Women more at risk of blood clots during first six months on ‘The Pill’

Women who use birth control pills are at greater risk for developing blood clots during the first six months of oral contraceptive use, and they are at even greater risk when first starting the pill and when restarting the same pill or a different pill after a four-week or greater break.

The interim data comes from a large, prospective, observational cohort safety study on the increased risk of venous thromboembolism (VTE), or blood clots, in women who use birth control pills. The study was funded by Bayer HealthCare Pharmaceuticals Inc., makers of Yaz, one of the most popular brands of birth control pills.

Blood clots are a potential side effect for women who use combination birth control pills. But Bayer’s Yaz and its sister pill, Yasmin, have come under fire in recent years for advertisements that the Food and Drug Administration (FDA) said overstated the drug’s benefits and downplayed its risks.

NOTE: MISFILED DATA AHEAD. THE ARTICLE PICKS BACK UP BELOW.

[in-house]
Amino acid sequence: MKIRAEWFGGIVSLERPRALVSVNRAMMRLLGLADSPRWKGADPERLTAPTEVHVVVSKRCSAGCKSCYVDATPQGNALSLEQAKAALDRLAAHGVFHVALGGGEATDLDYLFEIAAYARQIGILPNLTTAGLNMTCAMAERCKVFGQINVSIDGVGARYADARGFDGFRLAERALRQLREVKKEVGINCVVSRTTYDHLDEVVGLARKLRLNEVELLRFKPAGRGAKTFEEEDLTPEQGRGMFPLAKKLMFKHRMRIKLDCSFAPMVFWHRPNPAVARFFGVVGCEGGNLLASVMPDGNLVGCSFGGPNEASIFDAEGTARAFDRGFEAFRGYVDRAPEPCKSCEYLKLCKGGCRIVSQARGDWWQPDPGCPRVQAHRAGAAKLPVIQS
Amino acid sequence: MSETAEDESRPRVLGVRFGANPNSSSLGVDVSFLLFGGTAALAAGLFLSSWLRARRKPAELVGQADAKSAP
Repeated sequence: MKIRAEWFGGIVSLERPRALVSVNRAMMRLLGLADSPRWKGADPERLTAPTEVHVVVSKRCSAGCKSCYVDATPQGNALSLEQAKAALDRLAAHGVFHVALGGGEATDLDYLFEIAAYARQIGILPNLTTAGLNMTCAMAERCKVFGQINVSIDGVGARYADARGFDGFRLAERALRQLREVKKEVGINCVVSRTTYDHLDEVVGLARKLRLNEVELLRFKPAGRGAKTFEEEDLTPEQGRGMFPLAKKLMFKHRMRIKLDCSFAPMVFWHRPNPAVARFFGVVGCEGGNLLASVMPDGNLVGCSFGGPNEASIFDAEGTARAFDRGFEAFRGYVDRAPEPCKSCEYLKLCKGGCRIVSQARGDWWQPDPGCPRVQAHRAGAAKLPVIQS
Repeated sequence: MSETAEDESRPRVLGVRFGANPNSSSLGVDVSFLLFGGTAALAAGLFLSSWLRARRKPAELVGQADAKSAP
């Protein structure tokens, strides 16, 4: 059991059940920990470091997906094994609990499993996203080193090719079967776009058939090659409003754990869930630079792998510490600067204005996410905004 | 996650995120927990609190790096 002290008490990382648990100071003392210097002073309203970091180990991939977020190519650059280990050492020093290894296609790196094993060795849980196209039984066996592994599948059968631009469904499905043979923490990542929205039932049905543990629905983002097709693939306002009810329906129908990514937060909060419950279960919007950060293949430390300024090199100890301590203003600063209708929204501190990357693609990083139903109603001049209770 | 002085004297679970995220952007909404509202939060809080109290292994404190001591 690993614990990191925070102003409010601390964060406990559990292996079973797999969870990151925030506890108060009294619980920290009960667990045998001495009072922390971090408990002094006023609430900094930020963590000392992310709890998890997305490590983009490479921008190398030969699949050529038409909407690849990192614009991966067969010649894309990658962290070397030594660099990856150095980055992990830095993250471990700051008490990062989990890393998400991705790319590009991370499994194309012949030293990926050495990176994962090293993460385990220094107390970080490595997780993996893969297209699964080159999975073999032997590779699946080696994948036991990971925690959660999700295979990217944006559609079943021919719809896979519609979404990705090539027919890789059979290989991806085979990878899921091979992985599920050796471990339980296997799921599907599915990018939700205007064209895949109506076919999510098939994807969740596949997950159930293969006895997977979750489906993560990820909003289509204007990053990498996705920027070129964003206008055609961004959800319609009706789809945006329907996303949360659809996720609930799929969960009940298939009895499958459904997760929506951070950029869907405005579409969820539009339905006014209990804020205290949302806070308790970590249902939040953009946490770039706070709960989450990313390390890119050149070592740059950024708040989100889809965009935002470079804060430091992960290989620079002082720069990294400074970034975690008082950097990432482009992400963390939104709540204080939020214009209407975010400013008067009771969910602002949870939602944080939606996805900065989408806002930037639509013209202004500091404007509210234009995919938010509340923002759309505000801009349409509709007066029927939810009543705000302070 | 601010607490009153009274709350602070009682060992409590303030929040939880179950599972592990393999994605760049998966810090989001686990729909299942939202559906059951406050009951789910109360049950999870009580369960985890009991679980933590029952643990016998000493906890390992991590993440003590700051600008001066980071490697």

Those criticisms were compounded when the pharmaceutical company was later hit by thousands of lawsuits from women or their family members who claimed that Yaz and Yasmin put them at even greater risk for serious health problems including blood clots, heart attacks, strokes, gallbladder damage, and even death. The lawsuits claim Bayer never fully warned women that using Yaz and Yasmin could potentially kill them.

Bayer has been quick to dismiss the charges against it, arguing that Yaz and Yasmin are no more dangerous than other birth control pills, calling blood clots a “well-established risk in women who use combination oral contraceptives (COCs).’” Bayer says it was important for the company to take a lead in the studying and communicating of the risks and benefits of combination birth control pills.

“The new information is helpful because while healthcare providers have long known about the risk of VTE associated with COCs, there was little information to indicate that there was an increased risk in women restarting COCs after a four week or greater period of non-use. This new information should provide both healthcare providers and women who choose a COC for contraception with additional information when making the decision to implement a pause in their COC routine,” said Leo Plouffe, MD, Vice President, US Medical Affairs, Women’s Healthcare, Bayer HealthCare Pharmaceuticals.